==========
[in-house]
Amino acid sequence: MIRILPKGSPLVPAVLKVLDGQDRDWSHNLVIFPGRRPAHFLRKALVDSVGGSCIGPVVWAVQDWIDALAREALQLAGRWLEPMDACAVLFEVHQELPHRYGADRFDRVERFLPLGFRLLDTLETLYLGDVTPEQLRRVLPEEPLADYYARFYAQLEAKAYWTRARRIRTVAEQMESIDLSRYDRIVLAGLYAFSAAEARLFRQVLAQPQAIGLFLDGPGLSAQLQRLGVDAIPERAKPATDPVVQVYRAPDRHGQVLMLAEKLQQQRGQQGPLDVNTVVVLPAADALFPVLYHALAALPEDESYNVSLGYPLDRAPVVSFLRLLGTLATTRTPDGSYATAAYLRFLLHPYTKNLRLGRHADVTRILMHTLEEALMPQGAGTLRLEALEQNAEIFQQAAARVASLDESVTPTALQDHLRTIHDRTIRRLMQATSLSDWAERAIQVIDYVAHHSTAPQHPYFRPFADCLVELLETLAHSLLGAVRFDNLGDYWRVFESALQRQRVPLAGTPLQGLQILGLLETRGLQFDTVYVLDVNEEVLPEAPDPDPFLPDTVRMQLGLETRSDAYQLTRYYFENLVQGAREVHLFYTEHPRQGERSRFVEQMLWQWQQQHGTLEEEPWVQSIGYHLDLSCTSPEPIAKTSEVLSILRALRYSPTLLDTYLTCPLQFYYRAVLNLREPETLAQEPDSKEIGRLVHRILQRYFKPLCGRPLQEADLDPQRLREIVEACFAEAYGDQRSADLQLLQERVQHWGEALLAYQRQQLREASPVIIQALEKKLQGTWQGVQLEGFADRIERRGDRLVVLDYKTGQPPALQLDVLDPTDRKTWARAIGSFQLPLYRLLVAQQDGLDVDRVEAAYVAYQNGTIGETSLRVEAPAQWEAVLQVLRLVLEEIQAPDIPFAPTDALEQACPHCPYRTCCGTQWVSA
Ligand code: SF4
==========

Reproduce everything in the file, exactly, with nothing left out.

[in-house]
Amino acid sequence: MIRILPKGSPLVPAVLKVLDGQDRDWSHNLVIFPGRRPAHFLRKALVDSVGGSCIGPVVWAVQDWIDALAREALQLAGRWLEPMDACAVLFEVHQELPHRYGADRFDRVERFLPLGFRLLDTLETLYLGDVTPEQLRRVLPEEPLADYYARFYAQLEAKAYWTRARRIRTVAEQMESIDLSRYDRIVLAGLYAFSAAEARLFRQVLAQPQAIGLFLDGPGLSAQLQRLGVDAIPERAKPATDPVVQVYRAPDRHGQVLMLAEKLQQQRGQQGPLDVNTVVVLPAADALFPVLYHALAALPEDESYNVSLGYPLDRAPVVSFLRLLGTLATTRTPDGSYATAAYLRFLLHPYTKNLRLGRHADVTRILMHTLEEALMPQGAGTLRLEALEQNAEIFQQAAARVASLDESVTPTALQDHLRTIHDRTIRRLMQATSLSDWAERAIQVIDYVAHHSTAPQHPYFRPFADCLVELLETLAHSLLGAVRFDNLGDYWRVFESALQRQRVPLAGTPLQGLQILGLLETRGLQFDTVYVLDVNEEVLPEAPDPDPFLPDTVRMQLGLETRSDAYQLTRYYFENLVQGAREVHLFYTEHPRQGERSRFVEQMLWQWQQQHGTLEEEPWVQSIGYHLDLSCTSPEPIAKTSEVLSILRALRYSPTLLDTYLTCPLQFYYRAVLNLREPETLAQEPDSKEIGRLVHRILQRYFKPLCGRPLQEADLDPQRLREIVEACFAEAYGDQRSADLQLLQERVQHWGEALLAYQRQQLREASPVIIQALEKKLQGTWQGVQLEGFADRIERRGDRLVVLDYKTGQPPALQLDVLDPTDRKTWARAIGSFQLPLYRLLVAQQDGLDVDRVEAAYVAYQNGTIGETSLRVEAPAQWEAVLQVLRLVLEEIQAPDIPFAPTDALEQACPHCPYRTCCGTQWVSA
Ligand code: SF4